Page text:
This is an important point in an era where we hail Facebook activists and Twitter revolutionaries. Are those who evangelise on these technologies—now including George W. Bush—“misunderestimating” a dictator's ability to utilise such resources as tools of oppression? Morozov makes the point that activists need to function in this section of the online world in order to be effective; however, this can pose huge risks when their authoritarian opponents can share the same level of access.

It is important to recognise that the real world power dynamic between individuals and corporations, activists and governments, does not shift as substantially as we might hope once that relationship is taken online. Consistently in my lifetime, as in Morozov's—we were both born in the 80s—popular culture has tossed up recurring examples of the archetypical lone hacker; confounding and defeating the techno-goliath (Wargames, The Net, Hackers, The Matrix, Tron, et. al.). The reality is that the established players (governments, multinationals, intelligence services) can and do achieve a significant strategic advantage online, which must be acknowledged.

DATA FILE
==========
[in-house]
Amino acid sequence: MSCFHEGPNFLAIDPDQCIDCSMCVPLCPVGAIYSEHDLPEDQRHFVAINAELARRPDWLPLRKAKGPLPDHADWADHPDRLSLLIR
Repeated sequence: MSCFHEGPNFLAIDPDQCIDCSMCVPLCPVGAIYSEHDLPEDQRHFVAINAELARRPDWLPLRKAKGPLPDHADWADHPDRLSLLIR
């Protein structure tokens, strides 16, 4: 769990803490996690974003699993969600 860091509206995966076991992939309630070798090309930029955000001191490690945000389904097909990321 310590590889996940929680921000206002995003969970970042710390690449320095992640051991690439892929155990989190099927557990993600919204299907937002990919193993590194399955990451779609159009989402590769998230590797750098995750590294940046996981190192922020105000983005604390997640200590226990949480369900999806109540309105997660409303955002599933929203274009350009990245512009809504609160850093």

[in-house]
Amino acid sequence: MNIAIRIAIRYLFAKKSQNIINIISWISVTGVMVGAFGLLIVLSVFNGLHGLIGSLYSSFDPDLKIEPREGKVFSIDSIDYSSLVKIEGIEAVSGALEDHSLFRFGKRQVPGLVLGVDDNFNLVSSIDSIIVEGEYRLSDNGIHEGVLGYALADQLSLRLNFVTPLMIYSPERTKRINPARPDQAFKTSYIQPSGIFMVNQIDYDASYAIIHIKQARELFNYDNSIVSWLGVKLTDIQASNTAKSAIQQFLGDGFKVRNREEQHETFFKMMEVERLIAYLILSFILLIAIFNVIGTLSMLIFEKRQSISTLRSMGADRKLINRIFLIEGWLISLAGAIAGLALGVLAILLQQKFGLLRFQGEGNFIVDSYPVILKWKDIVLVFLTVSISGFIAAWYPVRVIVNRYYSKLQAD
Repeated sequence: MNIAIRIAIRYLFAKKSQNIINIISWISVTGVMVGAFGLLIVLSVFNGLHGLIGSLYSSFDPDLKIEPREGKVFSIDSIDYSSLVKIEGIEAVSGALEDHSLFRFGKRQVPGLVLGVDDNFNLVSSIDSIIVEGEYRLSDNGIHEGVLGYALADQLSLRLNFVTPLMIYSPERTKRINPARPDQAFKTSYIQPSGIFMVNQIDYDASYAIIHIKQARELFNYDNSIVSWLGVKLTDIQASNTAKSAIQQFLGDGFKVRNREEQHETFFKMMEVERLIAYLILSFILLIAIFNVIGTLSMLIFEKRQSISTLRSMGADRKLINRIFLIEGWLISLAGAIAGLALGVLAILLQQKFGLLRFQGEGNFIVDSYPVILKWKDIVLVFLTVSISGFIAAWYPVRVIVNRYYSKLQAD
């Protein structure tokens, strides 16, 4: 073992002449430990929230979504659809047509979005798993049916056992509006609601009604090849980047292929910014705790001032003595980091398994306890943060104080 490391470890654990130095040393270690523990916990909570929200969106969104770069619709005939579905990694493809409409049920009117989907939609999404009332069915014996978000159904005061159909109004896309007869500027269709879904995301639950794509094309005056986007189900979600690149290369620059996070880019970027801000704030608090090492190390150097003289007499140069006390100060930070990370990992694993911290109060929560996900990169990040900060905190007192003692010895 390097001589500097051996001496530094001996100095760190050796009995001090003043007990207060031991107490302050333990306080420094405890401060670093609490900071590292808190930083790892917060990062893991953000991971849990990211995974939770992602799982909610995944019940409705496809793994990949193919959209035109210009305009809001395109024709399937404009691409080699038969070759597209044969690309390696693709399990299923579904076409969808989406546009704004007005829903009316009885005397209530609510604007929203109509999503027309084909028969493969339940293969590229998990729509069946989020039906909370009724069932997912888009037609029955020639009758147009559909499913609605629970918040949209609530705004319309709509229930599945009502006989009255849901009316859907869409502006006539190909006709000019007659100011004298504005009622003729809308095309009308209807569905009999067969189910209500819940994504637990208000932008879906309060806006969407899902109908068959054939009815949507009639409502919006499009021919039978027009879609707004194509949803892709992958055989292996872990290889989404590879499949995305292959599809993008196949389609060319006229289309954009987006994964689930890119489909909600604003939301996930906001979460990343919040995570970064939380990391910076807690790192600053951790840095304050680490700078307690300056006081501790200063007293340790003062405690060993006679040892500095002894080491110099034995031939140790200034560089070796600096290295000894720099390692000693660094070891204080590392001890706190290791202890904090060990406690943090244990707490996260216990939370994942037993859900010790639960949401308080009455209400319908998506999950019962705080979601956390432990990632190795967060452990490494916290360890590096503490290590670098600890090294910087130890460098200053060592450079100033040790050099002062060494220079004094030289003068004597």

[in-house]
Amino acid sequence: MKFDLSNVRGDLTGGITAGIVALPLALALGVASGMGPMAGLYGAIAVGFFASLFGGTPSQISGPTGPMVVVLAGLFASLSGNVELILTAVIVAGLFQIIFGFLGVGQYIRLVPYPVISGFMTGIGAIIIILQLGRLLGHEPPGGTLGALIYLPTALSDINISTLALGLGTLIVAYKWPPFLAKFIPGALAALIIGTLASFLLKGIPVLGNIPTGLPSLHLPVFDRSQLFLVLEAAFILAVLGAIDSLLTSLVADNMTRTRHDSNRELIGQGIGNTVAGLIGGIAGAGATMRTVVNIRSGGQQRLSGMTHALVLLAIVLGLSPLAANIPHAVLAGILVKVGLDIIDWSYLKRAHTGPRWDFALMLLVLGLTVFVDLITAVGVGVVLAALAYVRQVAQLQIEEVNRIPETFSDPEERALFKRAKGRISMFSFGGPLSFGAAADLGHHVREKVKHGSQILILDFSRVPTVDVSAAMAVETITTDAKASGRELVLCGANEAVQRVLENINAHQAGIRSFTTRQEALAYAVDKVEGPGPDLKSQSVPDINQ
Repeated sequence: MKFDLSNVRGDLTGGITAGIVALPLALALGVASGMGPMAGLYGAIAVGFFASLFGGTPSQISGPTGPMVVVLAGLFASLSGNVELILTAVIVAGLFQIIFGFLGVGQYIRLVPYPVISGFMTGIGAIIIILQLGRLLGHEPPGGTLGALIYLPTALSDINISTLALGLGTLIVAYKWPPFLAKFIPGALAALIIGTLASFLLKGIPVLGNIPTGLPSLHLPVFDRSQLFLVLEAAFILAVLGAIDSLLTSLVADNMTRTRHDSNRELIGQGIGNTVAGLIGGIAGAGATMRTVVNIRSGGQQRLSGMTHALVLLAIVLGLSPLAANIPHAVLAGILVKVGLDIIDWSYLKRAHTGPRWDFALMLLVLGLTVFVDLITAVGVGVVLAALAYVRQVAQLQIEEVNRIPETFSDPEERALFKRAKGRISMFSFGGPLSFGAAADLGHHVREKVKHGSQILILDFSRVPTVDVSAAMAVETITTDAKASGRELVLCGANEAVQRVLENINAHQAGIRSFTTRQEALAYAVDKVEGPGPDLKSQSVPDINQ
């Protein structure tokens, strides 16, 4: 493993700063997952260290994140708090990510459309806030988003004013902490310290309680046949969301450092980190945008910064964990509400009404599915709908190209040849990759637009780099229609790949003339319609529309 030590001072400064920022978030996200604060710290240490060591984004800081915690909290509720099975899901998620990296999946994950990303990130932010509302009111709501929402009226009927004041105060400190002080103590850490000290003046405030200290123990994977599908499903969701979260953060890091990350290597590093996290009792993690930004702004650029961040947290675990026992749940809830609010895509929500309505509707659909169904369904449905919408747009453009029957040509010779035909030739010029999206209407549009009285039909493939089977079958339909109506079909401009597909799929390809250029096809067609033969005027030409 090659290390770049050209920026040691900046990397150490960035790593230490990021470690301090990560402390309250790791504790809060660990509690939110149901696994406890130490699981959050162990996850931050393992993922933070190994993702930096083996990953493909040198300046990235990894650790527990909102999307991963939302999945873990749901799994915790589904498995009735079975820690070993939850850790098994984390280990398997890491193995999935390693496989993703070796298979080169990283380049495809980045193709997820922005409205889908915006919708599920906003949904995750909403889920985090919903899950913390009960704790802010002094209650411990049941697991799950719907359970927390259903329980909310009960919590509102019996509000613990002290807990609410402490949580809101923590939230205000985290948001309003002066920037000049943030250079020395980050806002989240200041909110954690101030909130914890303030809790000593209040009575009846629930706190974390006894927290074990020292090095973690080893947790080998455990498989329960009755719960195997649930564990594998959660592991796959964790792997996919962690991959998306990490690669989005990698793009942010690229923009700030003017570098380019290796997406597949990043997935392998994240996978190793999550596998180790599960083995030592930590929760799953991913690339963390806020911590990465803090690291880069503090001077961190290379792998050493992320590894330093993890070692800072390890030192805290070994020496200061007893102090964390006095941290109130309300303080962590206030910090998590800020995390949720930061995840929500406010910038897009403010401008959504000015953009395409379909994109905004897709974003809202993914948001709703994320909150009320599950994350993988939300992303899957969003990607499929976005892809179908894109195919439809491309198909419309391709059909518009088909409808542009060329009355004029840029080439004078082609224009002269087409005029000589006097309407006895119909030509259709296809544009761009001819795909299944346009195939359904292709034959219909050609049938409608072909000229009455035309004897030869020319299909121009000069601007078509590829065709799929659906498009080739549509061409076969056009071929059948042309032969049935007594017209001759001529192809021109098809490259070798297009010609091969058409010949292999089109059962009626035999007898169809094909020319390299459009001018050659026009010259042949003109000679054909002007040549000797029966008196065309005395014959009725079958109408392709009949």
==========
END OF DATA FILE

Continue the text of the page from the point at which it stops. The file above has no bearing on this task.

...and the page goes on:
The key point made is that the internet is a component, a facet, of the wider dynamic of authoritarian systems. It must therefore be viewed in a context unique to each environment in which we use it to promote freedom. Iran is not China, China is not Egypt, Syria is not the Soviet Union. To suggest that this is a new concept to all activists, NGOs and governments of all stripes, is patently false. Nonetheless, the risk that a “dot com bubble” style optimism prevails in our use of the web for liberation, as it did for prosperity, justifies a vigorous counterpoint.

The question, then, is: how deluded are we? Is the net delusion endemic in communities of activists, policy-makers and experts, or is there more to this then a cyber-utopian/cyber-realist axis? I would suggest that, as Morozov demonstrates the diversity of authoritarian applications of the web, he somewhat understates a similar diversity amongst those pushing the web as the key tool of reform.

Internet centrism and cuber-utopianism are useful as categories for some intellectual approaches, but they don't hold so well when used to categorise people. For some, the progressive power of the web is merely a sound-bite, rattled off with great conviction and little thought; for others it is the conclusion of years of analysis and critical thought.